I’m Leaving Behind Friends and Family for a Year on NASA’s Simulated Mars
The first step to a successful
As they have been all week, the camera and radio crews were gamely keeping pace behind us. For a long-time journalist, and near-as-long-a-time scientist, the sudden shift in perspective is somewhat dizzying. I should be on the other side of the mic, of the camera. Of the world, really. In a lab somewhere, or in a hospital. My white coat and leather doctor bag are almost within reach, packed next to hiking boots and trekking poles.
Over the last week, I’ve swapped air conditioned corridors for lectures on spacesuit maintenance and nine-mile geology hikes through the wilderness. On one of these treks we learned about the different types of lava in the area around the dome, including the sharp black type we were — very slowly — driving over just then. Aa is the name of the rock. “AAAAAAAHHH!” is the sound that you make when trying to traverse it.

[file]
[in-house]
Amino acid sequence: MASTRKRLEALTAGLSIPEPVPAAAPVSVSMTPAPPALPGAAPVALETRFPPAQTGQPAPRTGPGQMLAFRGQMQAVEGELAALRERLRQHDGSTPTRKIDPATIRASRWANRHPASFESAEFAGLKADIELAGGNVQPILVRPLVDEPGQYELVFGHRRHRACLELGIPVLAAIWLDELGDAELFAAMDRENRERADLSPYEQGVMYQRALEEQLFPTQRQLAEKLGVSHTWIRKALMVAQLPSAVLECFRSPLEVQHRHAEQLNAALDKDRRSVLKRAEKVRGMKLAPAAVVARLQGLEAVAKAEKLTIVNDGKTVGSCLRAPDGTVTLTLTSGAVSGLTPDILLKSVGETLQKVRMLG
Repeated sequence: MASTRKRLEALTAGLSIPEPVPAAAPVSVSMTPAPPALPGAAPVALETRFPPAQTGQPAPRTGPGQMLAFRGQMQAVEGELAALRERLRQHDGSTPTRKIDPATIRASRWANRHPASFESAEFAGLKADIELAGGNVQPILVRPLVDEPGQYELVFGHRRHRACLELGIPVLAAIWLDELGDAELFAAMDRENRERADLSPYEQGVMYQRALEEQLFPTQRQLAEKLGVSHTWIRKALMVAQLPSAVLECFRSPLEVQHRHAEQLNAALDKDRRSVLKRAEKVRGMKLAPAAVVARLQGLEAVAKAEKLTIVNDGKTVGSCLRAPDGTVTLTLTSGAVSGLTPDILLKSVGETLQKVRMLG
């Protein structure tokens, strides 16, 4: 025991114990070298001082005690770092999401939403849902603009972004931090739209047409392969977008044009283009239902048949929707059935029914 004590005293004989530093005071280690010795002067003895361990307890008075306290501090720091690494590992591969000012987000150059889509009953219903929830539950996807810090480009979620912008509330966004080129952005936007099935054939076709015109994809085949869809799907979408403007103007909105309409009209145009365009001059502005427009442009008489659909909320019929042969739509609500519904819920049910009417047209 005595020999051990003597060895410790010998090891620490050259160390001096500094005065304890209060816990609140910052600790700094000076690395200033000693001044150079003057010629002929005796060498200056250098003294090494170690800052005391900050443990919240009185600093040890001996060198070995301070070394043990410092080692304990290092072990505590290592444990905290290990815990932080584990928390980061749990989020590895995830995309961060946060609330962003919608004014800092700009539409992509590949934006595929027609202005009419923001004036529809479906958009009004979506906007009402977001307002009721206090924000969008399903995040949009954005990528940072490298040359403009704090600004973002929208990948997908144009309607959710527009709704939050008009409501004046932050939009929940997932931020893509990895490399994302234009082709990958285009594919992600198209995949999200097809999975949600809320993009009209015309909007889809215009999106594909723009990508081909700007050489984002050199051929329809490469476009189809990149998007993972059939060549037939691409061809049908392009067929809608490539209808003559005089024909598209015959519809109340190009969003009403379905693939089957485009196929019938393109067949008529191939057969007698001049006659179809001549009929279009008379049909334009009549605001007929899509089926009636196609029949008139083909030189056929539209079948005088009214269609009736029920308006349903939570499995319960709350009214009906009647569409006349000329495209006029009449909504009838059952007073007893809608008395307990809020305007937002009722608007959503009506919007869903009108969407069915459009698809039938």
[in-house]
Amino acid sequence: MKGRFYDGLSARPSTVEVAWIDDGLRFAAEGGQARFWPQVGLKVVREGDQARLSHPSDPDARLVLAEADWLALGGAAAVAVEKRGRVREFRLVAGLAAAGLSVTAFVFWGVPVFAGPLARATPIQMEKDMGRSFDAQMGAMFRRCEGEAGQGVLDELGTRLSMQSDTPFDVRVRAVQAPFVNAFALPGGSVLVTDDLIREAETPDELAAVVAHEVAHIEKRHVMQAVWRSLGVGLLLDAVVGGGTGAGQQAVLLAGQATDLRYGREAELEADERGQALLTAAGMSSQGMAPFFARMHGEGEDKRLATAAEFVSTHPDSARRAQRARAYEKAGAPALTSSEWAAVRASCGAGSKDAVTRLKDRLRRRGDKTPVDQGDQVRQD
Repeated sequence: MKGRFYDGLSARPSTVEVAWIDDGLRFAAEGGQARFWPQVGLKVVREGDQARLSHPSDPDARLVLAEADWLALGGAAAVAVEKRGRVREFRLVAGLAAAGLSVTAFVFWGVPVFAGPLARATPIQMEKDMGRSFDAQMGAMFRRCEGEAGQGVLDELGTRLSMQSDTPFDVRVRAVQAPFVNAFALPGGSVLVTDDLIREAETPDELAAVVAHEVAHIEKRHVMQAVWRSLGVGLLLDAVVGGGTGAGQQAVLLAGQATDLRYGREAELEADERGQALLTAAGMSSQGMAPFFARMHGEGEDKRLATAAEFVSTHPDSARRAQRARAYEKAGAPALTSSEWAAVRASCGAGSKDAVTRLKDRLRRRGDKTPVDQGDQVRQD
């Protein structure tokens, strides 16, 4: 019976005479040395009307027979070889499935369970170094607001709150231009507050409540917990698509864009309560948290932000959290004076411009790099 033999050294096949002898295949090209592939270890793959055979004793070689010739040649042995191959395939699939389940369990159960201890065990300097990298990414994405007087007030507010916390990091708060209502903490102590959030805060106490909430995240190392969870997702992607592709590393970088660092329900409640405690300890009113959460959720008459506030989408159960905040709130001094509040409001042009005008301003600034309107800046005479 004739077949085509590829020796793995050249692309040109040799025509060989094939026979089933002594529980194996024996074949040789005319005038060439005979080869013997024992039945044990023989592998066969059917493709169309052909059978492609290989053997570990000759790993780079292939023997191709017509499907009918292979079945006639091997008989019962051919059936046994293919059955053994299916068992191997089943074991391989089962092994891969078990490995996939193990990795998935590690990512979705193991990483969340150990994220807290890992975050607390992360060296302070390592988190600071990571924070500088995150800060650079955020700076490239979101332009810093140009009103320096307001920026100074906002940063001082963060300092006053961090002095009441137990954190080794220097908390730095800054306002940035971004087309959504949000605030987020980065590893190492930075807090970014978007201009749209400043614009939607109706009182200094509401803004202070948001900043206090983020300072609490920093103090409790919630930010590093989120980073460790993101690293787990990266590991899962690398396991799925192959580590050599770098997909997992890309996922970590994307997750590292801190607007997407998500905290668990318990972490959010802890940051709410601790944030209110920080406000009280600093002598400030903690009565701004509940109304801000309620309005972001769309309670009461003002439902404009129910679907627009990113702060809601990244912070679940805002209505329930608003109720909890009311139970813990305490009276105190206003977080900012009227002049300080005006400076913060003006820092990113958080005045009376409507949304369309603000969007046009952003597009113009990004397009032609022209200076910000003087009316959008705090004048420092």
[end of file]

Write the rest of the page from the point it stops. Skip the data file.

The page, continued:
The bulk of the van swayed sharply to the left. Right on cue, the crew said, “AAAAHHHHH!” and began laughing. After a few moments, the quiet descended again, and stuck. The rubber of the tires ground painfully against the iron-laden ground. We surged forward.
What do you say during your last few minutes “on Earth”? The door of the dome will close. When it does, until August 28, 2016, we’ll lay down our iPhones. We’ll pick up telescopes and tweezers, try to conserve power and water, rehydrate food. Between making the science happen, cleaning house (dome) and shooting outreach videos, we’ll all have more to do than can be done in a year.
Yet, I somehow fear not being able to fill all those minutes of time.
This is, of course, thoroughly irrational. I’ve seen our schedule. It’s enough to give —> Read More